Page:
Parler sues Amazon for removing and loses the struggle

Parler alleged that Amazon broke the contract by removing it without notice. Amazon asked to be different. Parler lost.

Parler, a social media platform, lost a battle against Amazon Web Services (AWS) accusing the popular online marketplace of antitrust violations and breaching a mutual agreement by getting it from removed the site. The 18-page complaint was filed in the U.S. District Court in Seattle, home of Amazon’s headquarters, asking a federal judge to restore Parler’s position online.

“Parler did nothing more than arouse the specter of preferential treatment for Twitter by AWS,” said US District Judge Barbara Rothstein, who was appointed by former President Jimmy Carter, in her decision. “Importantly, Parler has provided no evidence that AWS and Twitter deliberately – or at all – worked together on trade restrictions.”

Parler, popular with those who take a conservative stance, claims the dismantling was politically motivated. The lawsuit alleged that the move was a “double standard” for Parler in contrast to the (Amazon) treatment of the mainstream social media giant Twitter. AWS’s decision to effectively terminate Parler’s account is apparently motivated by political animations. It is also apparently intended to reduce competition in the market for microblogging services in favor of Twitter. “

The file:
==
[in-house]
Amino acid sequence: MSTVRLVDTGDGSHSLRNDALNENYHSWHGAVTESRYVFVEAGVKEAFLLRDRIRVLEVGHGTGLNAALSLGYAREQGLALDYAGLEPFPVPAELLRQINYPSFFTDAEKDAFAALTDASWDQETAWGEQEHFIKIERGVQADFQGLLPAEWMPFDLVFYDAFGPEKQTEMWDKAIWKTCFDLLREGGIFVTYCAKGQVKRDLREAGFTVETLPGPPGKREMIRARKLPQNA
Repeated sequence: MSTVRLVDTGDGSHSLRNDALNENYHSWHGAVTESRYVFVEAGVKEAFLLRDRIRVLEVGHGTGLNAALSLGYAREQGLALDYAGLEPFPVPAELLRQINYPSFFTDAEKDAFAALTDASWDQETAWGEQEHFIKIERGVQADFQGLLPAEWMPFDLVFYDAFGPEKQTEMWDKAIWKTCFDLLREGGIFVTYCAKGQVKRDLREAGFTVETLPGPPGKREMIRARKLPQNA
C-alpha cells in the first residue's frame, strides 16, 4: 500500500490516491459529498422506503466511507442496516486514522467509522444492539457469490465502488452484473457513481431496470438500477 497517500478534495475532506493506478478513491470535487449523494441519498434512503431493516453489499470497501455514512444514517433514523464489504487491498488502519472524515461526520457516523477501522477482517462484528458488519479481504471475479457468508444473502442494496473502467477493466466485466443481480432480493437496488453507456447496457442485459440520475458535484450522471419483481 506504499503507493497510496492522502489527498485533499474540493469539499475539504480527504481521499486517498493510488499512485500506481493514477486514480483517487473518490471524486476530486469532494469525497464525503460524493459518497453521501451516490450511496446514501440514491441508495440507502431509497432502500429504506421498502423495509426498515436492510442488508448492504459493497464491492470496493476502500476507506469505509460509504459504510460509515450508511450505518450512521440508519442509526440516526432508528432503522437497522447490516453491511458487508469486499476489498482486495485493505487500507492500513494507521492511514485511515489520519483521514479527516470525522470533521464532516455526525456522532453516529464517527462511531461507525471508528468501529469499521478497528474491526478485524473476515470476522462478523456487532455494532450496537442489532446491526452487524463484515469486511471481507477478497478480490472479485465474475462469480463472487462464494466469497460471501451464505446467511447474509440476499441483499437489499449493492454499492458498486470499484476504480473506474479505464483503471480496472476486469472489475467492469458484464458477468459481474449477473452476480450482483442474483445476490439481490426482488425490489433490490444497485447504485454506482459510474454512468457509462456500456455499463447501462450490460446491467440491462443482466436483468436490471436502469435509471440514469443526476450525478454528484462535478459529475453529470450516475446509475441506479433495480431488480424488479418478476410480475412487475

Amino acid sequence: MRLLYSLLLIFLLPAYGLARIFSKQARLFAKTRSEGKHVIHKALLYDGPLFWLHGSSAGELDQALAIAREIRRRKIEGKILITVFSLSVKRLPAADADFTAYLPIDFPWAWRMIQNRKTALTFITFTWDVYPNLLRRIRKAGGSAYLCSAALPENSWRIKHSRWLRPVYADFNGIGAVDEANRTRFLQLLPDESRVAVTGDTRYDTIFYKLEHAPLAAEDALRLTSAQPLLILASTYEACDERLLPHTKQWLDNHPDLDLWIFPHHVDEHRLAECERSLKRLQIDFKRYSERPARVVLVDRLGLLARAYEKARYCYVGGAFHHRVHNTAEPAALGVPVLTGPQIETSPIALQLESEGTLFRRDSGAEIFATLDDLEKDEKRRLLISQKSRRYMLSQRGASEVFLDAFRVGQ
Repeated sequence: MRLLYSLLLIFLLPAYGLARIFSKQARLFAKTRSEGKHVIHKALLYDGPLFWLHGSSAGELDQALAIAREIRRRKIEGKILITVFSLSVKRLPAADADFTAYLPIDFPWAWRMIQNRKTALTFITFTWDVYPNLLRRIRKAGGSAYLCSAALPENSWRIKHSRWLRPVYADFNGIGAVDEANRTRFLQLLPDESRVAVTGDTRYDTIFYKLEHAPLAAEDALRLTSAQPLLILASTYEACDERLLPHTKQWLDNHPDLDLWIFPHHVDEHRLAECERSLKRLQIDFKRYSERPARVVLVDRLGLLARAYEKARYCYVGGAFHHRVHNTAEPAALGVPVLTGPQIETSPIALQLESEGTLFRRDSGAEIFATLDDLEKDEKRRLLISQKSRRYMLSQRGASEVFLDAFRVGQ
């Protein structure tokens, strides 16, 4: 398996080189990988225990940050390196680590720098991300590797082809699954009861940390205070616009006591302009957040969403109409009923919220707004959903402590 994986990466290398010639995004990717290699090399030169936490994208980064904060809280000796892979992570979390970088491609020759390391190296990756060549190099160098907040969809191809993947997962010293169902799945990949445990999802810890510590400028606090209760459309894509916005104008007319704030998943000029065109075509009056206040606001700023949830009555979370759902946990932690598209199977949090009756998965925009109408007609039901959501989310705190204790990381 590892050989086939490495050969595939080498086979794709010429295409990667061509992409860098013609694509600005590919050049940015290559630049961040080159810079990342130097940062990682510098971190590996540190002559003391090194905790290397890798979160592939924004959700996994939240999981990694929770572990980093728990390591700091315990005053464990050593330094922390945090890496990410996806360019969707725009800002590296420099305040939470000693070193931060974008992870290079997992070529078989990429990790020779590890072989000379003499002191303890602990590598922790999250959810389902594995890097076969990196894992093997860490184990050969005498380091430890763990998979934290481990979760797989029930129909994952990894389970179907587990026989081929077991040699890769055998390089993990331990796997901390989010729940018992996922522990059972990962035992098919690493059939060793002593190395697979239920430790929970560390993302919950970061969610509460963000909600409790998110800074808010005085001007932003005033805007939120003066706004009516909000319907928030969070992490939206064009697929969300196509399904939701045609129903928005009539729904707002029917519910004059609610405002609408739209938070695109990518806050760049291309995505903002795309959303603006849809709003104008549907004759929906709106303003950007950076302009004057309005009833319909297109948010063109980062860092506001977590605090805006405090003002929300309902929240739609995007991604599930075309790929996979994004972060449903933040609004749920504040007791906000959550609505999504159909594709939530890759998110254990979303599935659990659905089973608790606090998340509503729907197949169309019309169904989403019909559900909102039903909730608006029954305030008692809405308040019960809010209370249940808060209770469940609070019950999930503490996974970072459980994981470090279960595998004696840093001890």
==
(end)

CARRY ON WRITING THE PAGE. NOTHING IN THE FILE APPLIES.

Erik Hovenkamp, ​​a law professor at the University of Southern California, believes the lawsuit, filed just a day after Parler was removed, never carried much weight. He said, “It’s pretty weak on the cartel side. By far the biggest flaw in the complaint is that it does not claim any facts that would indicate a conspiracy between Amazon and Twitter. “

Photo by Piotr Cichosz on Unsplash

In its decision to remove Parler, Amazon cited concerns that it was “unable to adequately screen potentially red-hot content, including material that incites violence.” Since it was not possible to play Watchdog, it was best to shut it down completely. The response contained many examples of potentially harmful content.

Parler’s user base has grown exponentially with the recent inauguration following the attacks on the Capitol and the change of power in the presidency. Parler recorded around 825,000 installations in the Apple and Google stores within four days alone. This corresponds to an increase of more than 1,000 percent compared to the same period of the previous year. This is evident from data collected by SensorTower.

However, the business was largely dependent on AWS. “It will bring Parler’s business to a standstill – right at the point it is going to skyrocket,” read the announcement of the removal from Amazon that alleged Amazon was in breach of its contract, ” by failing to give 30 days’ notice prior to termination of the contract “.

The latter claim was false, Amazon said, insisting that Parler had weeks to remove any posts promoting violence and provided the social media platform with just under 100 samples of problematic content during that period, ” clearly promote and stimulate violence ”.

“We shared our concerns with Parler for several weeks and during that time we saw a significant increase in this type of dangerous content, not a decrease that resulted in us closing their services on Sunday evening,” said an AWS spokesman.

David Hoffman, a law professor at the University of Pennsylvania, said, referring to the letter from Amazon, “It’s not just that there is a day with bad posts. Over time, there have been repeated warnings of Parler’s non-compliance with Amazon’s Terms of Use. Given these repeated warnings over time, it is quite rich to say, “You haven’t given us enough time.”

Swell:

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